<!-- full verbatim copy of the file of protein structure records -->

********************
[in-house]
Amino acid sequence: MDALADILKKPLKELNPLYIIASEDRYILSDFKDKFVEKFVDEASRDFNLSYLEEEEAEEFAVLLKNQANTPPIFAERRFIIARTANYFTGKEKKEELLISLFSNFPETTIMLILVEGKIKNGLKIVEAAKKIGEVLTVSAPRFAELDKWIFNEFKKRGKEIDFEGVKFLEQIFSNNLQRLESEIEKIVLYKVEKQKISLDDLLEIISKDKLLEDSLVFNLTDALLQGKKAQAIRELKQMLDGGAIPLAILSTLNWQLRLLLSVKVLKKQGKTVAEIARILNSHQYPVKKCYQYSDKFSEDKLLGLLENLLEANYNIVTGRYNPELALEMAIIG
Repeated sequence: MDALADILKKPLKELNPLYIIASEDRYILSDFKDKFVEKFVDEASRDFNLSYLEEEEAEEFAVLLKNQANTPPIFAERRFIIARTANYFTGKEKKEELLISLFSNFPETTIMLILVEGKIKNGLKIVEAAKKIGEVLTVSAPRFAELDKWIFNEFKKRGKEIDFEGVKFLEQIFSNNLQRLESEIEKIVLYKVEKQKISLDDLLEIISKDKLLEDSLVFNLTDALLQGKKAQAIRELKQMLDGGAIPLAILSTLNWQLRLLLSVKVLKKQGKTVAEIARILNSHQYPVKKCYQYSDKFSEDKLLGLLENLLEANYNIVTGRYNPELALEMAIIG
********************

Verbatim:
[in-house]
Amino acid sequence: MDALADILKKPLKELNPLYIIASEDRYILSDFKDKFVEKFVDEASRDFNLSYLEEEEAEEFAVLLKNQANTPPIFAERRFIIARTANYFTGKEKKEELLISLFSNFPETTIMLILVEGKIKNGLKIVEAAKKIGEVLTVSAPRFAELDKWIFNEFKKRGKEIDFEGVKFLEQIFSNNLQRLESEIEKIVLYKVEKQKISLDDLLEIISKDKLLEDSLVFNLTDALLQGKKAQAIRELKQMLDGGAIPLAILSTLNWQLRLLLSVKVLKKQGKTVAEIARILNSHQYPVKKCYQYSDKFSEDKLLGLLENLLEANYNIVTGRYNPELALEMAIIG
Repeated sequence: MDALADILKKPLKELNPLYIIASEDRYILSDFKDKFVEKFVDEASRDFNLSYLEEEEAEEFAVLLKNQANTPPIFAERRFIIARTANYFTGKEKKEELLISLFSNFPETTIMLILVEGKIKNGLKIVEAAKKIGEVLTVSAPRFAELDKWIFNEFKKRGKEIDFEGVKFLEQIFSNNLQRLESEIEKIVLYKVEKQKISLDDLLEIISKDKLLEDSLVFNLTDALLQGKKAQAIRELKQMLDGGAIPLAILSTLNWQLRLLLSVKVLKKQGKTVAEIARILNSHQYPVKKCYQYSDKFSEDKLLGLLENLLEANYNIVTGRYNPELALEMAIIG